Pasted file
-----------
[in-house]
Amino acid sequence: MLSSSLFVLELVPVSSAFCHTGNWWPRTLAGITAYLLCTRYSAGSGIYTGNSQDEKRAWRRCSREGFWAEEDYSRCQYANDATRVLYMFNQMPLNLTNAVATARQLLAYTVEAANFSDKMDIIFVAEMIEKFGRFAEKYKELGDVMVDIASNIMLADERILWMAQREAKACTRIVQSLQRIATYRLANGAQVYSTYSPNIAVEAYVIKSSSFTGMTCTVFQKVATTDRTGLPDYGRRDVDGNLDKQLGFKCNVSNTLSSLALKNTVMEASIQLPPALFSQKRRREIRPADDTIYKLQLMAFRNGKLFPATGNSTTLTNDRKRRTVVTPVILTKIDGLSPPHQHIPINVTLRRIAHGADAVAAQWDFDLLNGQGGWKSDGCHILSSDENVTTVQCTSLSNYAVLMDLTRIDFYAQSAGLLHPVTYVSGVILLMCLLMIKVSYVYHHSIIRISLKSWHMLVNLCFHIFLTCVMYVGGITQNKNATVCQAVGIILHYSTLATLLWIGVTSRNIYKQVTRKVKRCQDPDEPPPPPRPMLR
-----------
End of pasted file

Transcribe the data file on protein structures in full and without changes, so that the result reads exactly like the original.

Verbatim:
[in-house]
Amino acid sequence: MLSSSLFVLELVPVSSAFCHTGNWWPRTLAGITAYLLCTRYSAGSGIYTGNSQDEKRAWRRCSREGFWAEEDYSRCQYANDATRVLYMFNQMPLNLTNAVATARQLLAYTVEAANFSDKMDIIFVAEMIEKFGRFAEKYKELGDVMVDIASNIMLADERILWMAQREAKACTRIVQSLQRIATYRLANGAQVYSTYSPNIAVEAYVIKSSSFTGMTCTVFQKVATTDRTGLPDYGRRDVDGNLDKQLGFKCNVSNTLSSLALKNTVMEASIQLPPALFSQKRRREIRPADDTIYKLQLMAFRNGKLFPATGNSTTLTNDRKRRTVVTPVILTKIDGLSPPHQHIPINVTLRRIAHGADAVAAQWDFDLLNGQGGWKSDGCHILSSDENVTTVQCTSLSNYAVLMDLTRIDFYAQSAGLLHPVTYVSGVILLMCLLMIKVSYVYHHSIIRISLKSWHMLVNLCFHIFLTCVMYVGGITQNKNATVCQAVGIILHYSTLATLLWIGVTSRNIYKQVTRKVKRCQDPDEPPPPPRPMLR